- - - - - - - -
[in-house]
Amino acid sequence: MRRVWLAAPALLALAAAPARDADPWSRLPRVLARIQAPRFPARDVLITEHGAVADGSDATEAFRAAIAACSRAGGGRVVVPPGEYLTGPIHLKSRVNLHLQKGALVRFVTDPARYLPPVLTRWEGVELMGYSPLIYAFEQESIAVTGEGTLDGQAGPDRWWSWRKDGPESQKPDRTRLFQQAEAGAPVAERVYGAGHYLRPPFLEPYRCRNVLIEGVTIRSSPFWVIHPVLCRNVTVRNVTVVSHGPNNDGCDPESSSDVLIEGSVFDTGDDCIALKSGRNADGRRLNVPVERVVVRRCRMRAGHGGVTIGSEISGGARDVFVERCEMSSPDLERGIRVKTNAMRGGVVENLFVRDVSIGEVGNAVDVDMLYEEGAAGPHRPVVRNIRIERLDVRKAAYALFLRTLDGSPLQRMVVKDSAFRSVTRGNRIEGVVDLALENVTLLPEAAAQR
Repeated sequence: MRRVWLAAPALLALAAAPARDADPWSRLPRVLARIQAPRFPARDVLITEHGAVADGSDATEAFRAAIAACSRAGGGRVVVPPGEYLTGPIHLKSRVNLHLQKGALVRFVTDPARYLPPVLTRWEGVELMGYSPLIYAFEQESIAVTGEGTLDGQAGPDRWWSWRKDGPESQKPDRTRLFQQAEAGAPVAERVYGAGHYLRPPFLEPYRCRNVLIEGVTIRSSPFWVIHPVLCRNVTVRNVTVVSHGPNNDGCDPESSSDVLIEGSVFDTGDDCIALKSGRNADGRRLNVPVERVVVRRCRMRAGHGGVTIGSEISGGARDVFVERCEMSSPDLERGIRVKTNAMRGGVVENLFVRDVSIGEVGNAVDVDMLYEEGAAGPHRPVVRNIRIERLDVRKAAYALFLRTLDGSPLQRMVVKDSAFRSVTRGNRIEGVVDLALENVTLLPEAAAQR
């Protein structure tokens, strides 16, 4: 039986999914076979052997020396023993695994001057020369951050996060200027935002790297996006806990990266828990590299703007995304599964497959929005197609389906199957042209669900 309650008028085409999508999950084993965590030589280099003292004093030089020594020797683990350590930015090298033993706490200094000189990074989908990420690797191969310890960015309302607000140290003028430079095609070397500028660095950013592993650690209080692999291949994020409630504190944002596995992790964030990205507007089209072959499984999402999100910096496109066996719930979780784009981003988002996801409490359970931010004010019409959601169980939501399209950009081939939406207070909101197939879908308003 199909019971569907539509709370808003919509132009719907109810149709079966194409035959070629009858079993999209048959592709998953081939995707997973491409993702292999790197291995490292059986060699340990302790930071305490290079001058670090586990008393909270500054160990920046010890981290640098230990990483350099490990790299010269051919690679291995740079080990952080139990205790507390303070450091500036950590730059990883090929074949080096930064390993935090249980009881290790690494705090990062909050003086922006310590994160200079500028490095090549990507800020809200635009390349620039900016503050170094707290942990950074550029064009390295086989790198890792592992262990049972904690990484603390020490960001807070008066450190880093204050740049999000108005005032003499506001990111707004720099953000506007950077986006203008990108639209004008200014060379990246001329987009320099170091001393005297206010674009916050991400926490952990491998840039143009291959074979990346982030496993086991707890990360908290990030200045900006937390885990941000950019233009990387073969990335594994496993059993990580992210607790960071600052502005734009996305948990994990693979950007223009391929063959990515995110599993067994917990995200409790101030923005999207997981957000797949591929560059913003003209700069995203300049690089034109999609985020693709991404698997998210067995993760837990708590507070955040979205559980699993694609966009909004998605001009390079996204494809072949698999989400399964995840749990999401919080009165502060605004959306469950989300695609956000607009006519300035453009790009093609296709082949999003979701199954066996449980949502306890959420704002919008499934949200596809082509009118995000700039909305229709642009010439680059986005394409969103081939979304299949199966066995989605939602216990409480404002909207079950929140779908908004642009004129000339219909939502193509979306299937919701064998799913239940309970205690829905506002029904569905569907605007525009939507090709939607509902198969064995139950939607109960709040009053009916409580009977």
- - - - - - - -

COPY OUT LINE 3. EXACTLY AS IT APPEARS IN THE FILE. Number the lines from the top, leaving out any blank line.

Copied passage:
Repeated sequence: MRRVWLAAPALLALAAAPARDADPWSRLPRVLARIQAPRFPARDVLITEHGAVADGSDATEAFRAAIAACSRAGGGRVVVPPGEYLTGPIHLKSRVNLHLQKGALVRFVTDPARYLPPVLTRWEGVELMGYSPLIYAFEQESIAVTGEGTLDGQAGPDRWWSWRKDGPESQKPDRTRLFQQAEAGAPVAERVYGAGHYLRPPFLEPYRCRNVLIEGVTIRSSPFWVIHPVLCRNVTVRNVTVVSHGPNNDGCDPESSSDVLIEGSVFDTGDDCIALKSGRNADGRRLNVPVERVVVRRCRMRAGHGGVTIGSEISGGARDVFVERCEMSSPDLERGIRVKTNAMRGGVVENLFVRDVSIGEVGNAVDVDMLYEEGAAGPHRPVVRNIRIERLDVRKAAYALFLRTLDGSPLQRMVVKDSAFRSVTRGNRIEGVVDLALENVTLLPEAAAQR